The right to terminate the agreement for multiple SLA violations is a standard provision, also known as an exit clause, which can and should be negotiated, said Fulton. A typical termination clause may include a 30-day grace period, but “you need to determine what is fair — that is, what kind of event will allow you to trigger termination rights,” she said. A right to terminate might be based on how many times the SLA is breached (such as three times within three months), or for extreme downtime (such as availability below 90%).

Besides frequent downtime, non-performance or inefficiency related to service delivery levels, other considerations for termination rights include the vendor’s inability to deploy adequate skilled resources; breach of trust or non-disclosure agreements; a change of scope or fee revisions; or technology obsolescence.

“If you have a symptomatic failure of the service provider, who can’t rectify things so outages don’t consistently happen over 2-3 consecutive months of operation, I would say you have a breach of contract and should think about changing partners,” said Turner.

4. Data security

As data breaches have become top-of-mind for IT organizations, security has become a much more important SLA topic to address. “It’s a more recent issue, but security guarantees are becoming more important to define, such as who can access customer data, where data is located and what happens in the case of a data breach,” said Buznya.

However, it can be hard to define what constitutes a data breach and whether a service outage is due to a data breach. “It can be hard to tell from the provider standpoint,” said Fulton. “For example, if you have someone trying to attack your systems, maybe through a DNS attack, and they’re able to cause a service outage, is that a data breach or not? That’s something that would be contained and defined within the SLA.”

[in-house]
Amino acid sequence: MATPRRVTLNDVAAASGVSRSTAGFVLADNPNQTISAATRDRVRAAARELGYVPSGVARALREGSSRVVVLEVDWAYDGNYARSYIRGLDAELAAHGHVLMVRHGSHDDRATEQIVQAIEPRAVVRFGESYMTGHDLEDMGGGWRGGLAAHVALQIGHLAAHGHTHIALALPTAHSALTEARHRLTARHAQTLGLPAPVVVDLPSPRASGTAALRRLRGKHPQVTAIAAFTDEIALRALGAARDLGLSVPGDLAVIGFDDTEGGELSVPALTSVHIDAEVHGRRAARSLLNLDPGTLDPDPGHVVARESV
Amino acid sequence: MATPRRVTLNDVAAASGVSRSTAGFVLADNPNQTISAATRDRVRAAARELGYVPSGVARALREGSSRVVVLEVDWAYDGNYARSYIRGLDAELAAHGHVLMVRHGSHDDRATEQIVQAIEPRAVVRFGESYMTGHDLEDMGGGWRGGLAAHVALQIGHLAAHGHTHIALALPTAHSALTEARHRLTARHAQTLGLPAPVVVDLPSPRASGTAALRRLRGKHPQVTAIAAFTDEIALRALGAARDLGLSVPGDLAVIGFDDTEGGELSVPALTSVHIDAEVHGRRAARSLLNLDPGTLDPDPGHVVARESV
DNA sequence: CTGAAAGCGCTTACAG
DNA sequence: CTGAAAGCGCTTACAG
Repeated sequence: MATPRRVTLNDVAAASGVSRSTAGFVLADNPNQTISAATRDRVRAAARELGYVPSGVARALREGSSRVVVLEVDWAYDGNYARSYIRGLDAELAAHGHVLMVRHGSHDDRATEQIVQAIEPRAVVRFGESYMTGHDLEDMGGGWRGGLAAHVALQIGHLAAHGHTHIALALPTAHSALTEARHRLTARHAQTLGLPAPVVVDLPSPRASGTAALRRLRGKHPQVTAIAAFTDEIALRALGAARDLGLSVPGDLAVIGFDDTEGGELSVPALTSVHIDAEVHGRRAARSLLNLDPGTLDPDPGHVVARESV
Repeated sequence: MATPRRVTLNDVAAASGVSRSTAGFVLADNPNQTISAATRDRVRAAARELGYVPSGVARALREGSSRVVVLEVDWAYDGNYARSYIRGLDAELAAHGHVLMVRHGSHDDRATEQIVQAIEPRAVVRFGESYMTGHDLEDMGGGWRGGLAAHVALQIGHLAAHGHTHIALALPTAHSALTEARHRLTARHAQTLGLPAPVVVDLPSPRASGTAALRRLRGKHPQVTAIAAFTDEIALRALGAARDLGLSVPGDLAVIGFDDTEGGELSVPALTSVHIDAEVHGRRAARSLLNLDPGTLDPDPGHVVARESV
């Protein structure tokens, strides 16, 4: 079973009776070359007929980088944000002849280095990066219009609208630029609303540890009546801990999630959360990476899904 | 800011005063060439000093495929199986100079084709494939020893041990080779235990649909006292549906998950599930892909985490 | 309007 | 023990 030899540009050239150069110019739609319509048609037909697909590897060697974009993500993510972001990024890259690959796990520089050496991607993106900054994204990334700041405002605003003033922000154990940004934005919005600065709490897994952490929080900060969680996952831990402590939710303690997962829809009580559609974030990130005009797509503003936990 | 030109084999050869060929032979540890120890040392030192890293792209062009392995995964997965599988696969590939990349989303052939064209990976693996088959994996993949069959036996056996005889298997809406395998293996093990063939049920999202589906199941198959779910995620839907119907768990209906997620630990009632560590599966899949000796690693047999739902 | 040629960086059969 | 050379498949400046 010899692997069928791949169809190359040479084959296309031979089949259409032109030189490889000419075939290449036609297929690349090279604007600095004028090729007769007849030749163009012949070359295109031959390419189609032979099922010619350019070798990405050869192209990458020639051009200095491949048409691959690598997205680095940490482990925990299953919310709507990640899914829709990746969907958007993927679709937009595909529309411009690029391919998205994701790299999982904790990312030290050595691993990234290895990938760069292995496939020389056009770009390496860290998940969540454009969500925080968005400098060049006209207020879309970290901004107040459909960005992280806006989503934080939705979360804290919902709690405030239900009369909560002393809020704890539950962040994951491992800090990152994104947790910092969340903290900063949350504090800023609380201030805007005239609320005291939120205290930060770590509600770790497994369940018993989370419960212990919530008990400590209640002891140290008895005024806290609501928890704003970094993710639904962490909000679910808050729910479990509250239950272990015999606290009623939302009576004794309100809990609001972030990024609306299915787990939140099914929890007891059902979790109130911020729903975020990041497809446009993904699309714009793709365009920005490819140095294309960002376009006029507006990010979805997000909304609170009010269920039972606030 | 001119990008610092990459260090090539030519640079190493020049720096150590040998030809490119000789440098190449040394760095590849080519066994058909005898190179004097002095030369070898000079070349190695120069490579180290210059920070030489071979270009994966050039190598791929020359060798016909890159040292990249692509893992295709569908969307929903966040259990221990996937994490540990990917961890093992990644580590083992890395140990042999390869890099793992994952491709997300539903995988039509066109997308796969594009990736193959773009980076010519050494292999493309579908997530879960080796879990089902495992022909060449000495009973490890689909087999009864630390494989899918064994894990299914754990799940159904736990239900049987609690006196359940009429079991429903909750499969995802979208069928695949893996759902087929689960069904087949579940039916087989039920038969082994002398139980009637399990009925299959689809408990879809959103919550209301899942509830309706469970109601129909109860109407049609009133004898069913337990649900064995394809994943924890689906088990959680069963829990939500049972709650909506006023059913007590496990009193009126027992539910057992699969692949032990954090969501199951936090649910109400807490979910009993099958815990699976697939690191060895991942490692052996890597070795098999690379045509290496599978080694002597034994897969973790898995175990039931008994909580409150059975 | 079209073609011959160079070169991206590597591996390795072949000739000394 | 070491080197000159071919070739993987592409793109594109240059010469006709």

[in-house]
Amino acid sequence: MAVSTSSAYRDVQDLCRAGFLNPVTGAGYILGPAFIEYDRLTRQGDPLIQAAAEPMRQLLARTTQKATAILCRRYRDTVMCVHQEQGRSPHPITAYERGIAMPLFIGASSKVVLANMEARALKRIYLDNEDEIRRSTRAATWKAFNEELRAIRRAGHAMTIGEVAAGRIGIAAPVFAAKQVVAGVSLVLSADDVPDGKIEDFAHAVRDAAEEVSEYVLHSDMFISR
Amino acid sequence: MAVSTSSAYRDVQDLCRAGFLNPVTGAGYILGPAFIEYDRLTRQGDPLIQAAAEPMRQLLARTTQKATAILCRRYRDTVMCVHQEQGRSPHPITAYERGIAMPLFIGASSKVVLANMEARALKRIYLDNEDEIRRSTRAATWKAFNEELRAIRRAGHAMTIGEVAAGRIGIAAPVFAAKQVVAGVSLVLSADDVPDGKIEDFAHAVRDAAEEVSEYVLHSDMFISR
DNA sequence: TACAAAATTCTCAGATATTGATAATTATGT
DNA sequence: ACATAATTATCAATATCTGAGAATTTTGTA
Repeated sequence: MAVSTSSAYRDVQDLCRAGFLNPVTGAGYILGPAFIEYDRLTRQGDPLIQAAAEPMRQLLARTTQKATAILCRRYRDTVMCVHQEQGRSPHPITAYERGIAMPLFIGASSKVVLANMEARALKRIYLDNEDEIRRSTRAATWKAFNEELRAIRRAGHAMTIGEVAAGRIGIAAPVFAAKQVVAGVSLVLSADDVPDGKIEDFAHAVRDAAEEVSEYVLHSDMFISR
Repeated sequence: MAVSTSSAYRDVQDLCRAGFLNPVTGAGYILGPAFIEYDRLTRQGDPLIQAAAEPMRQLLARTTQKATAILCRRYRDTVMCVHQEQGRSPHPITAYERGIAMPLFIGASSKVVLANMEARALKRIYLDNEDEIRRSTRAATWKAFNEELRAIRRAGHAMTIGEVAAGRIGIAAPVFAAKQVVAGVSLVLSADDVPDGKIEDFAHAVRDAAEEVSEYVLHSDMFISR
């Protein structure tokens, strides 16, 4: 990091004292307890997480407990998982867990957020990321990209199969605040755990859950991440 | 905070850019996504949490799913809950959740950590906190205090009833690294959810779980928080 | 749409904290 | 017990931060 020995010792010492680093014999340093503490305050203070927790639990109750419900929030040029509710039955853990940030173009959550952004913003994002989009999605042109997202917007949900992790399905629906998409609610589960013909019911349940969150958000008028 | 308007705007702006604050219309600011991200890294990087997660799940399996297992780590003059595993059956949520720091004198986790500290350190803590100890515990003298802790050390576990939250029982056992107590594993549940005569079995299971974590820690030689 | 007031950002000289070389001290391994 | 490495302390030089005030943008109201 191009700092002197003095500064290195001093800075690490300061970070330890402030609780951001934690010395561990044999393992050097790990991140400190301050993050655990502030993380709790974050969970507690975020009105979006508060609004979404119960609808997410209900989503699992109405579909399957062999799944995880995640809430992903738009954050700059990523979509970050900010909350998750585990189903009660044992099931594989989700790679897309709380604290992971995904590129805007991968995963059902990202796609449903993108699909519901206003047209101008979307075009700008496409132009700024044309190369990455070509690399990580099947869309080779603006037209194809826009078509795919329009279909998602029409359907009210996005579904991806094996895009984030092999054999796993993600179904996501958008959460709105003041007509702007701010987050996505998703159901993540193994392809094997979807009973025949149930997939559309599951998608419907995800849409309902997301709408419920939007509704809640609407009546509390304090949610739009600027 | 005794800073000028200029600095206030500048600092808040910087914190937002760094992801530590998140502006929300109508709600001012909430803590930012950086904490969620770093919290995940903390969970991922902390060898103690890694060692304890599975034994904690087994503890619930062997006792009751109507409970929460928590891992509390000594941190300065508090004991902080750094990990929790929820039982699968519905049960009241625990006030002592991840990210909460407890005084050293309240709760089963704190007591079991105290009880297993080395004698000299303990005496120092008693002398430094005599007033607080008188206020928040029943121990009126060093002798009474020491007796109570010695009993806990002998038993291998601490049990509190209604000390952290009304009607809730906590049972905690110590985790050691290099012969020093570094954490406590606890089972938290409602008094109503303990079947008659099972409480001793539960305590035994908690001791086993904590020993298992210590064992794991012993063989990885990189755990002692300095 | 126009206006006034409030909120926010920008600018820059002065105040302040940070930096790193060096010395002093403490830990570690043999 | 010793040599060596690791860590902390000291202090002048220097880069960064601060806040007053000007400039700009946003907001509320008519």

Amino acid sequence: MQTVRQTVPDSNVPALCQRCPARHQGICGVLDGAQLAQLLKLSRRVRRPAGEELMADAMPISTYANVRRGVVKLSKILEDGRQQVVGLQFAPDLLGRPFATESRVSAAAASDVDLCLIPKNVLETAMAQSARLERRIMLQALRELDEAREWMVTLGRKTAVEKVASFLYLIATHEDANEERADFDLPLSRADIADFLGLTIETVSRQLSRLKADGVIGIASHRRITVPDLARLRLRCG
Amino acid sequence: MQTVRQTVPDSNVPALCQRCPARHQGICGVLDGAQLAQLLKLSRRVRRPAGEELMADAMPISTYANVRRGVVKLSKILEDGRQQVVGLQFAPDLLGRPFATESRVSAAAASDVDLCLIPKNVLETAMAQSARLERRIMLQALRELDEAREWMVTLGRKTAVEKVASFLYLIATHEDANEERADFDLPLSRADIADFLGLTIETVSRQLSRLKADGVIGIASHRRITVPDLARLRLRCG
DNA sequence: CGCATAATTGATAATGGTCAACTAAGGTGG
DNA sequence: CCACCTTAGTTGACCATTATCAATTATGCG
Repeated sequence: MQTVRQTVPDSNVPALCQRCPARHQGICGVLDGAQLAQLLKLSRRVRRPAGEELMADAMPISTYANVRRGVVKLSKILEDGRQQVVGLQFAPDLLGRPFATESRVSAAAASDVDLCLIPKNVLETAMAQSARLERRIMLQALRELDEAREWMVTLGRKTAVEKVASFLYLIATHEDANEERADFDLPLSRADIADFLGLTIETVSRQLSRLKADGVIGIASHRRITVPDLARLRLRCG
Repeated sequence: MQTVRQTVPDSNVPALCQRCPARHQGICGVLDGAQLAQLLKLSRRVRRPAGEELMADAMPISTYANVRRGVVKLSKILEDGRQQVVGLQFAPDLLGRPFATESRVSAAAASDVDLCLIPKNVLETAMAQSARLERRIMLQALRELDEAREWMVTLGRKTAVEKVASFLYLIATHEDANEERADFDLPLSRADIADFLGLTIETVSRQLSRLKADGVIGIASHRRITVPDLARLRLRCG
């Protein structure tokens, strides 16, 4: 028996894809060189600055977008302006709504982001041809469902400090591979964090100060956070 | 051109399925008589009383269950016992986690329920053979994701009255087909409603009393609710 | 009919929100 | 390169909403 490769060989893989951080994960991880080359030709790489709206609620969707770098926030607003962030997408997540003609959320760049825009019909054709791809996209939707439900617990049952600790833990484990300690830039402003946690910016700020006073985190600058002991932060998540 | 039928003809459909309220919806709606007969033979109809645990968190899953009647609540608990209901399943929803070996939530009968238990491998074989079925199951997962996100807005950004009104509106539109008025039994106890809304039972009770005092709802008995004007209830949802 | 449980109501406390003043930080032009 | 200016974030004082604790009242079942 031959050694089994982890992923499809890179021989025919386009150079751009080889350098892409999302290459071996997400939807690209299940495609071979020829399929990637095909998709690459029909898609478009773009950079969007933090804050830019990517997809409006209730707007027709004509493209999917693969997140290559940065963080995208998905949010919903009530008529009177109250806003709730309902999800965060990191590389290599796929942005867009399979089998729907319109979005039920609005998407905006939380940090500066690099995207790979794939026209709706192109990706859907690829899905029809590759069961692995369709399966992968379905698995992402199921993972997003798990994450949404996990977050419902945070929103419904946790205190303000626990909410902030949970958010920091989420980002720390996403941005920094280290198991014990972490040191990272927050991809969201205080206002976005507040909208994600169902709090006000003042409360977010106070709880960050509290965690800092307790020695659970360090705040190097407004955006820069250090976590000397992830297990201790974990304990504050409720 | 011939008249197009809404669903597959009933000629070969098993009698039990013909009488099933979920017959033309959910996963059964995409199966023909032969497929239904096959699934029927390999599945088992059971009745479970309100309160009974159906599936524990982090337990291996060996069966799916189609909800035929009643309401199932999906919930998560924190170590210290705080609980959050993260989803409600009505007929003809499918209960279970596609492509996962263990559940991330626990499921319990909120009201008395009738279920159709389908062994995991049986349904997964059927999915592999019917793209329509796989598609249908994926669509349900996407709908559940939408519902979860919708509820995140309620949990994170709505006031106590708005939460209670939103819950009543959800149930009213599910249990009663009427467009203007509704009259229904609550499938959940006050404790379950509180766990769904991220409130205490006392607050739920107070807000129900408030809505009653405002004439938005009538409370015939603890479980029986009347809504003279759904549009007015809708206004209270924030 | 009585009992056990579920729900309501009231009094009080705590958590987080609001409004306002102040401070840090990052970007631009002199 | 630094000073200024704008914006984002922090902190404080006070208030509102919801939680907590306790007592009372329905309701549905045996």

According to Francoise Gilbert, general counsel of the Cloud Security Alliance, the SLA should contain the proper clauses addressing security issues including the determination of the allocation of liability, payment of damages and indemnification. “Without these, there will likely be a dispute,” he said. “If you are a purchaser of cloud services, make sure you have a proper understanding of the security measures used to protect the data stored in the cloud.”

The evolution of SLA negotiation: Savvy clients, more collaboration

There is no doubt that there is typically some room to negotiate an SLA with SaaS or MSP cloud providers, and SLAs are critical elements of technology vendor contracts that should not be taken lightly. According to Buznya, clients have become better educated about SLAs over the years and typically come to vendors with ideas about exactly what they want.

“In years past we didn’t work as hard at negotiating with the client about uptime and downtime and simply provided some standard definition we thought made sense,” he explained. “Customers are generally more savvy and definitely always have something specific that they want.”

Keep in mind, said Fulton, that getting a vendor to make every concession is not always a good thing. “You can end up in a position where you get what you pay for and then have to worry about it after an event happens,” she cautioned. However, it is a collaborative mindset that brings the best results in negotiating an SLA, said Buznya. “In my opinion, it’s about finding a provider who shares your business philosophy and is willing to work with you to match up your requirements with an SLA,” he said.